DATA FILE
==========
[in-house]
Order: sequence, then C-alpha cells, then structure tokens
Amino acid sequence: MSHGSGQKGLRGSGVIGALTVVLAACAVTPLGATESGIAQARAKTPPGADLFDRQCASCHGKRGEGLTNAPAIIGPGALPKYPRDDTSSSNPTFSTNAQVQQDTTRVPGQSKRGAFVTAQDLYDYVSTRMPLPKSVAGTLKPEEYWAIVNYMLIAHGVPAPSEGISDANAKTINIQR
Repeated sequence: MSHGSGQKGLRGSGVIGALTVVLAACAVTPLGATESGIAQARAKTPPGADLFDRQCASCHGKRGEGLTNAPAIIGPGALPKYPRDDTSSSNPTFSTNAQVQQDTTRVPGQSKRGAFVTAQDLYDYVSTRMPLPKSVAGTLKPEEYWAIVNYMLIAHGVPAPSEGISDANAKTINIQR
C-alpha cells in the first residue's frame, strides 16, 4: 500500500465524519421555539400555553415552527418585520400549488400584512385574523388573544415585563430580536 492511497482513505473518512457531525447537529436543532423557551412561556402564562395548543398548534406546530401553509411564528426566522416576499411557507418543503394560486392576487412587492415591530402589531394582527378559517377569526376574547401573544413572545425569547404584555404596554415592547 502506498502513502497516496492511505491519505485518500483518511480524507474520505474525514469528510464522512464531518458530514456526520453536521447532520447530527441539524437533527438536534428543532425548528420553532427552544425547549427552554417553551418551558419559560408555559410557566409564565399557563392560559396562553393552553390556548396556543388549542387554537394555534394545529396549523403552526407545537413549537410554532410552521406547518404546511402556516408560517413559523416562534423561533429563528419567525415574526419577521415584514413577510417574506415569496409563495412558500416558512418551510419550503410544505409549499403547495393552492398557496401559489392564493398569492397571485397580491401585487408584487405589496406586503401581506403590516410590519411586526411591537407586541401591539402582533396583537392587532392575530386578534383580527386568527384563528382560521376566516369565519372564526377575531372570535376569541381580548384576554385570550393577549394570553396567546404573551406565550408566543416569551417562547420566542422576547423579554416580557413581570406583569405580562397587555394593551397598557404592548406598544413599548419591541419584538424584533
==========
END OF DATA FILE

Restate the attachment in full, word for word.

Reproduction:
[in-house]
Order: sequence, then C-alpha cells, then structure tokens
Amino acid sequence: MSHGSGQKGLRGSGVIGALTVVLAACAVTPLGATESGIAQARAKTPPGADLFDRQCASCHGKRGEGLTNAPAIIGPGALPKYPRDDTSSSNPTFSTNAQVQQDTTRVPGQSKRGAFVTAQDLYDYVSTRMPLPKSVAGTLKPEEYWAIVNYMLIAHGVPAPSEGISDANAKTINIQR
Repeated sequence: MSHGSGQKGLRGSGVIGALTVVLAACAVTPLGATESGIAQARAKTPPGADLFDRQCASCHGKRGEGLTNAPAIIGPGALPKYPRDDTSSSNPTFSTNAQVQQDTTRVPGQSKRGAFVTAQDLYDYVSTRMPLPKSVAGTLKPEEYWAIVNYMLIAHGVPAPSEGISDANAKTINIQR
C-alpha cells in the first residue's frame, strides 16, 4: 500500500465524519421555539400555553415552527418585520400549488400584512385574523388573544415585563430580536 492511497482513505473518512457531525447537529436543532423557551412561556402564562395548543398548534406546530401553509411564528426566522416576499411557507418543503394560486392576487412587492415591530402589531394582527378559517377569526376574547401573544413572545425569547404584555404596554415592547 502506498502513502497516496492511505491519505485518500483518511480524507474520505474525514469528510464522512464531518458530514456526520453536521447532520447530527441539524437533527438536534428543532425548528420553532427552544425547549427552554417553551418551558419559560408555559410557566409564565399557563392560559396562553393552553390556548396556543388549542387554537394555534394545529396549523403552526407545537413549537410554532410552521406547518404546511402556516408560517413559523416562534423561533429563528419567525415574526419577521415584514413577510417574506415569496409563495412558500416558512418551510419550503410544505409549499403547495393552492398557496401559489392564493398569492397571485397580491401585487408584487405589496406586503401581506403590516410590519411586526411591537407586541401591539402582533396583537392587532392575530386578534383580527386568527384563528382560521376566516369565519372564526377575531372570535376569541381580548384576554385570550393577549394570553396567546404573551406565550408566543416569551417562547420566542422576547423579554416580557413581570406583569405580562397587555394593551397598557404592548406598544413599548419591541419584538424584533